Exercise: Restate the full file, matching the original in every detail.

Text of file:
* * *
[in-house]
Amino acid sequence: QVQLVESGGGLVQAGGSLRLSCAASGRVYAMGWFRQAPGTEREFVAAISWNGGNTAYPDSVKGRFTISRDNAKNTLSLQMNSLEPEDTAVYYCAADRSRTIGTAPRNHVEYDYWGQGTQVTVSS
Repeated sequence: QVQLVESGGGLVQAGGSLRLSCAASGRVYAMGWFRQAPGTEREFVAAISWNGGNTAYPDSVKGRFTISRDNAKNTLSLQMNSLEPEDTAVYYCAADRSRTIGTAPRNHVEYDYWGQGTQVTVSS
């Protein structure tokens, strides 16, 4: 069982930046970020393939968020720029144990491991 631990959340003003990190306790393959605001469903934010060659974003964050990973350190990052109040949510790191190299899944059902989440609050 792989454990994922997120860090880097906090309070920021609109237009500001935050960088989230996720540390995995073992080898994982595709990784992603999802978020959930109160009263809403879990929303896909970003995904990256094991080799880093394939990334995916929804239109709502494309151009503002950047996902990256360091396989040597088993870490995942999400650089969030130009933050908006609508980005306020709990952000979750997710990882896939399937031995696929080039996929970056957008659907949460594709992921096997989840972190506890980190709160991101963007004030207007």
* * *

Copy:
[in-house]
Amino acid sequence: QVQLVESGGGLVQAGGSLRLSCAASGRVYAMGWFRQAPGTEREFVAAISWNGGNTAYPDSVKGRFTISRDNAKNTLSLQMNSLEPEDTAVYYCAADRSRTIGTAPRNHVEYDYWGQGTQVTVSS
Repeated sequence: QVQLVESGGGLVQAGGSLRLSCAASGRVYAMGWFRQAPGTEREFVAAISWNGGNTAYPDSVKGRFTISRDNAKNTLSLQMNSLEPEDTAVYYCAADRSRTIGTAPRNHVEYDYWGQGTQVTVSS
């Protein structure tokens, strides 16, 4: 069982930046970020393939968020720029144990491991 631990959340003003990190306790393959605001469903934010060659974003964050990973350190990052109040949510790191190299899944059902989440609050 792989454990994922997120860090880097906090309070920021609109237009500001935050960088989230996720540390995995073992080898994982595709990784992603999802978020959930109160009263809403879990929303896909970003995904990256094991080799880093394939990334995916929804239109709502494309151009503002950047996902990256360091396989040597088993870490995942999400650089969030130009933050908006609508980005306020709990952000979750997710990882896939399937031995696929080039996929970056957008659907949460594709992921096997989840972190506890980190709160991101963007004030207007």